After writing “A tribute to Lee Kuan Yew: What next for Singapore?” (Mar 23), I did some research and found statistics to indicate that the key policies that were implemented during the late Mr Lee Kuan Yew’s tenure as Prime Minister – starting going downhill about a decade after he stepped down as Prime Minister in 1990.
Number of HDB flats
For example, whilst the total number of HDB flats grew by 201,755 or 25,219 per year, in the eight years from 661,163 in 1994 to 862,918 in 2002 – it only grew by 21,438 or 3,063 per year, in the seven years from 868,774 in 2003 to 890,212 in 2010.
In other words, the average increase in flats per annum declined by a whopping 88 per cent (3,063 divided by 25,219).
Huge population increase
During this seven-year period when very few HDB flats were built – the huge influx of foreigners increased the population by a whopping 961,906 or 23 per cent, from 4.1 million to 5.1 million, from 2003 to 2010.
With this huge increase in the population – the HDB Resale Price Index increased a whopping 66 per cent or 7.5 per cent per annum during the same period from 75.1 in 2003 to 124.4 in 2010.
CPF interest rates
CPF interest rates which were at 6.5 per cent from 1974 to 1985, started to decline more or less, gradually from 1986 to hit the current rock bottom of 2.5 per cent on the Ordinary Account since 1999 to today.
CPF Minimum Sum
When the CPF Minimum Sum scheme was implemented in 1987 – it was only $30,000. However, it was only raised to $40,000 in 1995, and has grown astronomically to $161,000 by July 2015.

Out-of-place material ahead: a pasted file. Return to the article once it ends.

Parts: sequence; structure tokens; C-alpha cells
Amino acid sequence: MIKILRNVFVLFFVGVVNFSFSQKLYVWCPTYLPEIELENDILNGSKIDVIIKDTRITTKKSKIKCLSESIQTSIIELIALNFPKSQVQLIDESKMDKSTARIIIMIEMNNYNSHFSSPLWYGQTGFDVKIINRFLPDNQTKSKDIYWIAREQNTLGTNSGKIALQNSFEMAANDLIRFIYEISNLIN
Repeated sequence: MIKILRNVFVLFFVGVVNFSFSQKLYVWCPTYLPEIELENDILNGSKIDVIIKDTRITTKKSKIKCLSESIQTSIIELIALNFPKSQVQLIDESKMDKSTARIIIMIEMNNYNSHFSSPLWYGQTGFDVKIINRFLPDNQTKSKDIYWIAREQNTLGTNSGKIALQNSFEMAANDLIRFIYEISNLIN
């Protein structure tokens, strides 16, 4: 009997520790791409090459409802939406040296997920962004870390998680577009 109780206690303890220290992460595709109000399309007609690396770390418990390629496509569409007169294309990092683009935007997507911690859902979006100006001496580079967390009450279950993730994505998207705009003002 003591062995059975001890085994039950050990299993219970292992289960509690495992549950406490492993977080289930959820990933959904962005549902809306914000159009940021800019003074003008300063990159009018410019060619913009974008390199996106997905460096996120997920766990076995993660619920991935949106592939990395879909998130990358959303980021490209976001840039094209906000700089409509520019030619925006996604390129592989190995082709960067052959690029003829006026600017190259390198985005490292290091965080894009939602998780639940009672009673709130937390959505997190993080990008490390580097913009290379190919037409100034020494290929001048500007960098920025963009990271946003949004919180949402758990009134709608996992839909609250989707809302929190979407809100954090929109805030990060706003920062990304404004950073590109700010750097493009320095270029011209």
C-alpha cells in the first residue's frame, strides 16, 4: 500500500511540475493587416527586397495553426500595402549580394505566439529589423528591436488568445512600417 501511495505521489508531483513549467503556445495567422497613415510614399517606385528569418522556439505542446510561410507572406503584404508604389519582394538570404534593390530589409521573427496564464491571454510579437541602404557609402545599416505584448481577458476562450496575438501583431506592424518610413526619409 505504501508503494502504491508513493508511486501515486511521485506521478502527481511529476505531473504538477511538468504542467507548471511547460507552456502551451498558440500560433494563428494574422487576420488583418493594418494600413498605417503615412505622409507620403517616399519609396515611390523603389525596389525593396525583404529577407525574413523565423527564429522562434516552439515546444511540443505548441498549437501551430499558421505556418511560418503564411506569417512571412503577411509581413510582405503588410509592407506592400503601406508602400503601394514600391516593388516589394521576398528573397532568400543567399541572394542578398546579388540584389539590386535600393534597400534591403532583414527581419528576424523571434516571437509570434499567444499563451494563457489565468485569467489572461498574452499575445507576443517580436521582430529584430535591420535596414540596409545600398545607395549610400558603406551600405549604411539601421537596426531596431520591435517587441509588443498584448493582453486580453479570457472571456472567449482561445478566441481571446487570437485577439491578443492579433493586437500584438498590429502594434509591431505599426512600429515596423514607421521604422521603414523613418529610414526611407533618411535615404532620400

When the Medisave scheme first started in 1984, members who withdrew their savings at age 55 were required to set aside the Medisave Minimum Sum of $5,000 or the actual Medisave Account balance, whichever was lower.
However, it too grew astronomically to what is now the Basic Healthcare Sum (BHS) of $49,800 by January next year – to replace the previous Medisave Minimum Sum of $43,500.
The BHS “will also be fixed for each cohort when they turn 65 – even though it will continue to increase over the years for younger people”.
The Medisave contribution rate has also increased from six to as much as 10.5 per cent now.
Downhill after Mr Lee Kuan Yew?
So, you can see from the above statistics and analysis that arguably, things started going downhill about a decade after Mr Lee Kuan Yew stepped down as Prime Minister – from the cheapest public housing to the most expensive in the world; from 6.5 per cent CPF interest to 2.5 per cent (the lowest real return amongst national pension schemes in the world since 1999); huge influx of foreigners; hardly any real increase in wages; etc.
We should relook the “great” policies like HDB and CPF implemented during his tenure – in the context of how they may have convoluted to become the key problems that Singaporeans have today?
Win battles lose war